You might have noticed a new plaque on the North Steyne club house which is positioned on the landing outside at the top of the stairs going down to the ground floor.
The Warringah Australia Remembers Committee placed this plaque on the building to commemorate Second-Lieutenant Cecil Patrick Healy. It was unveiled at a ceremony on 14 December 2018.
Second-Lieutenant Cecil Healy died bravely leading a group of men in a charge on a machine gun emplacement at Mount St Quentin in France shortly before the end of the First World War.
Healy lived his life as an inspiration to others, a man of many talents. He is most remembered for winning a gold and silver medal at the 1912 Stockholm Olympic Games.
Healy was at the forefront of the swimming and lifesaving renaissance. He held the 100 yard championship of Australasia for 6 years from 1905. If he didn’t reinvent the Australian crawl, he certainly perfected it. Demonstrating the stroke throughout Europe after the Olympic Games, he also published a much reprinted pamphlet it. Healy was generous with his time in always being happy to act as a mentor for those less talented. Lifesaving was established during this period and Healy played his part firstly at the old Manly Surf Club and then at North Steyne Surf Bathers and Lifesaving Club.
His swimming skills were put to good use, both in competition for the North Steyne Club and in saving lives.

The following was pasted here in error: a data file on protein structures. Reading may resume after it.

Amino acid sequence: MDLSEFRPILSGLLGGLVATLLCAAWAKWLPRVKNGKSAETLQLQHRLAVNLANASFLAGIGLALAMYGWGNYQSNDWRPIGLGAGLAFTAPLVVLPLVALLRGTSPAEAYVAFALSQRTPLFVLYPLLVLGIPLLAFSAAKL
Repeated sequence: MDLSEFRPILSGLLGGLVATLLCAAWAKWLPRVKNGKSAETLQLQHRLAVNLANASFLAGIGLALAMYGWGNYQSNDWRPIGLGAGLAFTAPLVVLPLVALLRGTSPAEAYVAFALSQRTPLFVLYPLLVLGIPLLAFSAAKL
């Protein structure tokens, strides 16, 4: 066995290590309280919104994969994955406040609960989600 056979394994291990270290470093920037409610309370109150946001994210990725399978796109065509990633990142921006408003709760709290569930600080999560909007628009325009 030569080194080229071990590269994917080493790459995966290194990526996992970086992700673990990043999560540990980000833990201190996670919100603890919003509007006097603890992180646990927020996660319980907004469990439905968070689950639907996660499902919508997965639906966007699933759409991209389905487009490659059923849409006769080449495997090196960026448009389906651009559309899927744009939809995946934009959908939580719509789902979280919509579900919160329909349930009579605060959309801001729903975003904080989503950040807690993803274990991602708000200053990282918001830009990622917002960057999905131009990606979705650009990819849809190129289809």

Perhaps Healy performed one of the greatest feats of sportsmanship when he insisted that the Hawaiian swimmer, Duke Pao Kahanamoku be allowed to complete his qualification for the 100 yards final at the 1912 Stockholm Olympics. It was also at Healy’s behest, in writing his column for the newspaper The Referee, that the NSW swimming Association brought Duke Kahanamoku to Australia to promote the sport of swimming. North Steyne club members the Walker brothers helped Duke shape surfboards for riding displays while he visited.
Cecil’s remarkable life and death has been commemorated in Australia by a major biography, Cecil Healy, Australia’s Forgotten Hero, co-authored by 1960 Olympic gold medalist John Devitt, together with the accomplished author, Larry Writer.
The Warringah Australia Remembers Committee was founded to preserve and promote the memory, along with military history and records of those who serve our contury, especially those from Warringah.
We are pleased that the Committee has chosen to place a plaque for Cecil Healy on our club house, and we are very proud to count Cecil Healy as one of our members.